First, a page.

Advanced Search
MyIDEAS: Login

Belief-free equilibria in games with incomplete information: characterization and existence

Contents:

Author Info

  • Lovo, Stefano

    ()

  • Tomala, Tristan

    ()

  • Hörner, Johannes

    ()

Registered author(s):

    Abstract

    In this paper, the authors characterize belief-free equilibria in infinitely repeated games with incomplete information with N \ge 2 players and arbitrary information structures. This characterization involves a new type of individual rational constraint linking the lowest equilibrium payoffs across players. The characterization is tight: we define a set of payoffs that contains all the belief-free equilibrium payoffs; conversely, any point in the interior of this set is a belief-free equilibrium payoff vector when players are sufficiently patient. Further, we provide necessary conditions and sufficient conditions on the information structure for this set to be non-empty, both for the case of known-own payoffs, and for arbitrary payoffs.

    Download Info

    If you experience problems downloading a file, check if you have the proper application to view it first. In case of further problems read the IDEAS help page. Note that these files are not on the IDEAS site. Please be patient as the files may be large.
    File URL: http://www.hec.fr/var/fre/storage/original/application/0db41102b0541d8003ce2083e7f50ad5.pdf
    Download Restriction: no

    Bibliographic Info

    Paper provided by HEC Paris in its series Les Cahiers de Recherche with number 921.

    as in new window
    Length: 79 pages
    Date of creation: 10 Oct 2009
    Date of revision:
    Handle: RePEc:ebg:heccah:0921

    Contact details of provider:
    Postal: HEC Paris, 78351 Jouy-en-Josas cedex, France
    Web page: http://www.hec.fr/
    More information through EDIRC

    Related research

    Keywords: repeated game with incomplete information; Harsanyi doctrine; belief-free equilibria;

    Find related papers by JEL classification:

    This paper has been announced in the following NEP Reports:

    References

    References listed on IDEAS
    Please report citation or reference errors to , or , if you are the registered author of the cited work, log in to your RePEc Author Service profile, click on "citations" and make appropriate adjustments.:
    as in new window
    1. Jeffrey C. Ely & Johannes Hörner & Wojciech Olszewski, 2005. "Belief-Free Equilibria in Repeated Games," Econometrica, Econometric Society, vol. 73(2), pages 377-415, 03.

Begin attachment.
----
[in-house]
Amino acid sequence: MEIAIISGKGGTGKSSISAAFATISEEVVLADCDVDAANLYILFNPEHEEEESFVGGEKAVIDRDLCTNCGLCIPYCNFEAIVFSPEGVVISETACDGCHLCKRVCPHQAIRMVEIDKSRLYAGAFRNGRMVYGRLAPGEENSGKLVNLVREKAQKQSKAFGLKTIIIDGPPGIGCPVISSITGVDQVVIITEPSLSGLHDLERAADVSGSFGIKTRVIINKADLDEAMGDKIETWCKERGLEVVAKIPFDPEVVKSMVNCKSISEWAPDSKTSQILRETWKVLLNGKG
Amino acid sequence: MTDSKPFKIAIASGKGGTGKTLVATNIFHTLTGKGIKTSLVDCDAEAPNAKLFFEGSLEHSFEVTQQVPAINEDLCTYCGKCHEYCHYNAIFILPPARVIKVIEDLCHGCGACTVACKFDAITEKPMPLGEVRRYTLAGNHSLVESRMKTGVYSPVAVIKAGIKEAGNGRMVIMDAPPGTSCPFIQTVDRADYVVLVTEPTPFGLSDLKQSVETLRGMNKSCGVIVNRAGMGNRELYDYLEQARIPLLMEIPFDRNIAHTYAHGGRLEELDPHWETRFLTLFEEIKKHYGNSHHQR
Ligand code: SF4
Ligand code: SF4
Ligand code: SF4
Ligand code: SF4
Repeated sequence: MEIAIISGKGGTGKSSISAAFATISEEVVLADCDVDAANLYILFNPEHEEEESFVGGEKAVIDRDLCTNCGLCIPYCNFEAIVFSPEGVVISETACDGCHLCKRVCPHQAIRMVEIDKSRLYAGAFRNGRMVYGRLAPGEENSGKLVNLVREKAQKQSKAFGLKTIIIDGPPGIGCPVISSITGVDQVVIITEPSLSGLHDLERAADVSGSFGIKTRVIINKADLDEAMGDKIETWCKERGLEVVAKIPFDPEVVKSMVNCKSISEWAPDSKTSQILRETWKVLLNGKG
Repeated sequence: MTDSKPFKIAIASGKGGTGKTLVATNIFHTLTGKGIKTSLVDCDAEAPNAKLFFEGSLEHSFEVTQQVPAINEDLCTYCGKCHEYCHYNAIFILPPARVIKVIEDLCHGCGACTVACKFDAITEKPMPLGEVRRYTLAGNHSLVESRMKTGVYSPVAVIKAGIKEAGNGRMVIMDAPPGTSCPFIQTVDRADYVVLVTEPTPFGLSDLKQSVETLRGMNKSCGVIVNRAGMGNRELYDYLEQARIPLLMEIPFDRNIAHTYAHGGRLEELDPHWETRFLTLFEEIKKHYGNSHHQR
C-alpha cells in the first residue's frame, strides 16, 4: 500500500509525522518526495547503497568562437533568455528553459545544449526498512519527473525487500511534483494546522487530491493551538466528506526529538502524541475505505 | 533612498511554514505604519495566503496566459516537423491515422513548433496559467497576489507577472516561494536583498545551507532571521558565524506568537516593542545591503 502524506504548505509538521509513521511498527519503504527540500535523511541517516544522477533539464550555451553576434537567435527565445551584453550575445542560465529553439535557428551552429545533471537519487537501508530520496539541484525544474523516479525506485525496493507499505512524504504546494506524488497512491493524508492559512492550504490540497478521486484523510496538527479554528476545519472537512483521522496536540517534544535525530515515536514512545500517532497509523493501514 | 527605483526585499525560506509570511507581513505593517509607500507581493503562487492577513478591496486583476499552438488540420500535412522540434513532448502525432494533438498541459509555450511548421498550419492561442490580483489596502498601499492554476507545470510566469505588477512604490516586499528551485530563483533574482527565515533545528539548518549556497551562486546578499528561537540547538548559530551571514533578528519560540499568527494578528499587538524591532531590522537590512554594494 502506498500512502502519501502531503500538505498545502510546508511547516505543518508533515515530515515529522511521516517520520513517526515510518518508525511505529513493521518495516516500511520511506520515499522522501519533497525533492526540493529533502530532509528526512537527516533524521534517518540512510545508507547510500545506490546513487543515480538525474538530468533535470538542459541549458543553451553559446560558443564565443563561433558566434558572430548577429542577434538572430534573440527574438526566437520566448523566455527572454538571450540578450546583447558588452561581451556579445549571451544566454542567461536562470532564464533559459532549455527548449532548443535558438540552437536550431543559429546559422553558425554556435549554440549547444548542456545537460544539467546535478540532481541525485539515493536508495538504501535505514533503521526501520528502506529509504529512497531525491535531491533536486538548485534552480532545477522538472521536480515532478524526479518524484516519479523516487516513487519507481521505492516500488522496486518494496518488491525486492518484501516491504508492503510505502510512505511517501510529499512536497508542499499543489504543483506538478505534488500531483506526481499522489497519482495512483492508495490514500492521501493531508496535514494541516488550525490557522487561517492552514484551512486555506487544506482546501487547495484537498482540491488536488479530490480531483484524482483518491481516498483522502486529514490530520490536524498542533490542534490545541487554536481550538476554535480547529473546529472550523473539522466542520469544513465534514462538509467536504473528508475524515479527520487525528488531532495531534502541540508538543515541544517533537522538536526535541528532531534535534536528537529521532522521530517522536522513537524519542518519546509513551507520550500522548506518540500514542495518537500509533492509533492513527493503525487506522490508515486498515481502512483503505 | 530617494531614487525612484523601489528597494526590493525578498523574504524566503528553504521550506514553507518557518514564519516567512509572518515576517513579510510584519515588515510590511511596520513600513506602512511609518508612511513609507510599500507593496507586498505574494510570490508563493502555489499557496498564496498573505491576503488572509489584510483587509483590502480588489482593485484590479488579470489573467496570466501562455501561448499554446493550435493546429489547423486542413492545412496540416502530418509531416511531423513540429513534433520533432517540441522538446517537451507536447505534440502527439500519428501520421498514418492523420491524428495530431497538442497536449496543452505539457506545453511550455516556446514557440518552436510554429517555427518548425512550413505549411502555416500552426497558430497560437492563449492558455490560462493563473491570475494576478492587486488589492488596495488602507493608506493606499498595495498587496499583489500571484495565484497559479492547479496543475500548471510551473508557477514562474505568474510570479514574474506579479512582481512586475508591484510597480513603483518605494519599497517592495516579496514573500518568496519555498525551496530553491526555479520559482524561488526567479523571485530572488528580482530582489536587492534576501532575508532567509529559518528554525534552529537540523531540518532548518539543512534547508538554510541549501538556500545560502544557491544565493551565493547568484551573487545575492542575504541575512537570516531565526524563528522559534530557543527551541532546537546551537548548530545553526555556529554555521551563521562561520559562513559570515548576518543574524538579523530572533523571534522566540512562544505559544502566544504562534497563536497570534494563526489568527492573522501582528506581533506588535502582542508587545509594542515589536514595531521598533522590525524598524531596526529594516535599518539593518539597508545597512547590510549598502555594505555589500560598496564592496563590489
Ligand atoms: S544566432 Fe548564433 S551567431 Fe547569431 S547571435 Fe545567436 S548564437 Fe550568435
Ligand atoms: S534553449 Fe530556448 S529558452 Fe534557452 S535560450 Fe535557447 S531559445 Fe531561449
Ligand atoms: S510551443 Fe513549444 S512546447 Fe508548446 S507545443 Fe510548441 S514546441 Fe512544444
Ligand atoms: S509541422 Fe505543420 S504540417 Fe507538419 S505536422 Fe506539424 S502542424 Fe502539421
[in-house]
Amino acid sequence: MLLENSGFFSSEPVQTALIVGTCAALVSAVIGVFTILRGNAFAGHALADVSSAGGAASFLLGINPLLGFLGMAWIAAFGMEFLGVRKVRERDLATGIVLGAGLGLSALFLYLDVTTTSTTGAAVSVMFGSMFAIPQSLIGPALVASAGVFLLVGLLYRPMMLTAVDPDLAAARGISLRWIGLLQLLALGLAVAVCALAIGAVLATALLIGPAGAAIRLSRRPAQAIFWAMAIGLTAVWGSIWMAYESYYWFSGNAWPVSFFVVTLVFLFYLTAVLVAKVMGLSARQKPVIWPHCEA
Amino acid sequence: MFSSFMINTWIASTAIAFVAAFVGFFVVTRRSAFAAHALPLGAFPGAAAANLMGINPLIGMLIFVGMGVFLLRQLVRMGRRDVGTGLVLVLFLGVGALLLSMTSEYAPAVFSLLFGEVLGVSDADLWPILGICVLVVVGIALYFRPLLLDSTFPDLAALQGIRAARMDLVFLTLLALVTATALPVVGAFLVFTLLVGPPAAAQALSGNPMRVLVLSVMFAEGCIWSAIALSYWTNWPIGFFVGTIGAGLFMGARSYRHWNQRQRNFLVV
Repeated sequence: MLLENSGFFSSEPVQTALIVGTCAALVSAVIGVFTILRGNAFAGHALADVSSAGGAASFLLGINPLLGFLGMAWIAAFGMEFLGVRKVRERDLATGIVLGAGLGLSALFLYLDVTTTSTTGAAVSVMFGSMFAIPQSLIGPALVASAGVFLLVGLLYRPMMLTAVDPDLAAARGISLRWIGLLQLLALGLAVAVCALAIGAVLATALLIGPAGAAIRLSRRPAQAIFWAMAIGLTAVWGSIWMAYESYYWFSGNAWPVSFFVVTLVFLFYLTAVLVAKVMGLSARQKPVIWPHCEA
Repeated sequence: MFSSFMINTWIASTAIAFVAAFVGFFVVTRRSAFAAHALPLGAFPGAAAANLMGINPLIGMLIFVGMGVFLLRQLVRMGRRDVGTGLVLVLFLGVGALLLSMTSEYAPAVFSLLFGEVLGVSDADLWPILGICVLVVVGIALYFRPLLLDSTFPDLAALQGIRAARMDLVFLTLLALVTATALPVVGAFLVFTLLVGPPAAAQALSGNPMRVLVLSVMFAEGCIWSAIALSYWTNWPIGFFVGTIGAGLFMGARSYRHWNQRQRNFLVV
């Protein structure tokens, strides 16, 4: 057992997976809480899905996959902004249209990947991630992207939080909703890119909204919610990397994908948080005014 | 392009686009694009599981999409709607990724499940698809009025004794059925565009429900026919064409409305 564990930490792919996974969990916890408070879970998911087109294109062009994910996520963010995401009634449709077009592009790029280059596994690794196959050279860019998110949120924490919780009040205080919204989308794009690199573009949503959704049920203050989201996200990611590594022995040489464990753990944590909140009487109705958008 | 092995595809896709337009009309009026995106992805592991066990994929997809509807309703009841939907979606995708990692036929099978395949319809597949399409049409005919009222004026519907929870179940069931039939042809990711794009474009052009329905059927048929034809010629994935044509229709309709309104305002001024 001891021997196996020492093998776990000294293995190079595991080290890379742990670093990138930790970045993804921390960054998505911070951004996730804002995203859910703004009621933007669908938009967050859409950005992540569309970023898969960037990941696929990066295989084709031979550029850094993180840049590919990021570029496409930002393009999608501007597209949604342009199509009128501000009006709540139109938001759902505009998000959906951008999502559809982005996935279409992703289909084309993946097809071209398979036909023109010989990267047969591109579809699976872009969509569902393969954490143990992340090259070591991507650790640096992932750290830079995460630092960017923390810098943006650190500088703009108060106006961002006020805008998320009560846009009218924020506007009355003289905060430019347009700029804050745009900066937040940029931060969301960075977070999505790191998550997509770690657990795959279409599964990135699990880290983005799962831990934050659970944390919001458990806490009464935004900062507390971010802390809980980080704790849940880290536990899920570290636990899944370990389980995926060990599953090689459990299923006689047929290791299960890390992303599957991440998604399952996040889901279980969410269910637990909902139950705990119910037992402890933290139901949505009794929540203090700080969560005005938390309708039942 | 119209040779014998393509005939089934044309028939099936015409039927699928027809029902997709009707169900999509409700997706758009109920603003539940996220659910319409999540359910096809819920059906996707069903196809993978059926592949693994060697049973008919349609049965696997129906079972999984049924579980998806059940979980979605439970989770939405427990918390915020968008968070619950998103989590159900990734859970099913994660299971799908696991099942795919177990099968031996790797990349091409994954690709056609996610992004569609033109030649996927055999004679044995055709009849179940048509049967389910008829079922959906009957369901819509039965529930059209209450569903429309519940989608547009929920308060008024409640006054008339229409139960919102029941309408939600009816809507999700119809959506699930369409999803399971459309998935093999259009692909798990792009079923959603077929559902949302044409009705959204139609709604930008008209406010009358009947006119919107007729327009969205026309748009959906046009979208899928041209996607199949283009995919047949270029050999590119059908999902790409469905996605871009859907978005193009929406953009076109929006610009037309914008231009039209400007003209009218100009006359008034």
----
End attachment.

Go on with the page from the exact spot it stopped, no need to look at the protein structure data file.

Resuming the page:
2. Fudenberg, Drew & Levine, David K, 1989. "Reputation and Equilibrium Selection in Games with a Patient Player," Econometrica, Econometric Society, vol. 57(4), pages 759-78, July.
    3. Johannes Hörner & Stefano Lovo, 2009. "Belief-Free Equilibria in Games With Incomplete Information," Econometrica, Econometric Society, vol. 77(2), pages 453-487, 03.
    4. Martin W. Cripps & Jonathan Thomas, 2004. "Some Asymptotic Results in Discounted Repeated Games of One-Sided Incomplete Information," ESE Discussion Papers 76, Edinburgh School of Economics, University of Edinburgh.
    5. Peski, Marcin, 2008. "Repeated games with incomplete information on one side," Theoretical Economics, Econometric Society, vol. 3(1), March.
    6. Thomas, J. P., 1995. "Subgame-perfect attainment of minimax punishments in discounted two-person games," Economics Letters, Elsevier, vol. 47(1), pages 1-4, January.
    7. Forges, Francoise, 1992. "Repeated games of incomplete information: Non-zero-sum," Handbook of Game Theory with Economic Applications, in: R.J. Aumann & S. Hart (ed.), Handbook of Game Theory with Economic Applications, edition 1, volume 1, chapter 6, pages 155-177 Elsevier.
    8. Renault, Jerome & Tomala, Tristan, 2004. "Communication equilibrium payoffs in repeated games with imperfect monitoring," Games and Economic Behavior, Elsevier, vol. 49(2), pages 313-344, November.
    9. Israeli, Eitan, 1999. "Sowing Doubt Optimally in Two-Person Repeated Games," Games and Economic Behavior, Elsevier, vol. 28(2), pages 203-216, August.